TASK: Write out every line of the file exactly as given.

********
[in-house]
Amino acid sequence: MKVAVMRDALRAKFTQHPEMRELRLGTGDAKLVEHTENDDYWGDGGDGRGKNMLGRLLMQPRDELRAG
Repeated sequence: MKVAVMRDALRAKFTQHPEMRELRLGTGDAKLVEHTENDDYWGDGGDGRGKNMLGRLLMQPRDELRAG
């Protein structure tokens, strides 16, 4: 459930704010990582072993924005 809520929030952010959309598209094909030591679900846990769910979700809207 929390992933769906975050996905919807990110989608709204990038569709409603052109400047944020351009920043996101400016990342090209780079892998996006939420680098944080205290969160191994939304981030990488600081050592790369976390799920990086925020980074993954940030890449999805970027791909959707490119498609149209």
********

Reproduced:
[in-house]
Amino acid sequence: MKVAVMRDALRAKFTQHPEMRELRLGTGDAKLVEHTENDDYWGDGGDGRGKNMLGRLLMQPRDELRAG
Repeated sequence: MKVAVMRDALRAKFTQHPEMRELRLGTGDAKLVEHTENDDYWGDGGDGRGKNMLGRLLMQPRDELRAG
């Protein structure tokens, strides 16, 4: 459930704010990582072993924005 809520929030952010959309598209094909030591679900846990769910979700809207 929390992933769906975050996905919807990110989608709204990038569709409603052109400047944020351009920043996101400016990342090209780079892998996006939420680098944080205290969160191994939304981030990488600081050592790369976390799920990086925020980074993954940030890449999805970027791909959707490119498609149209």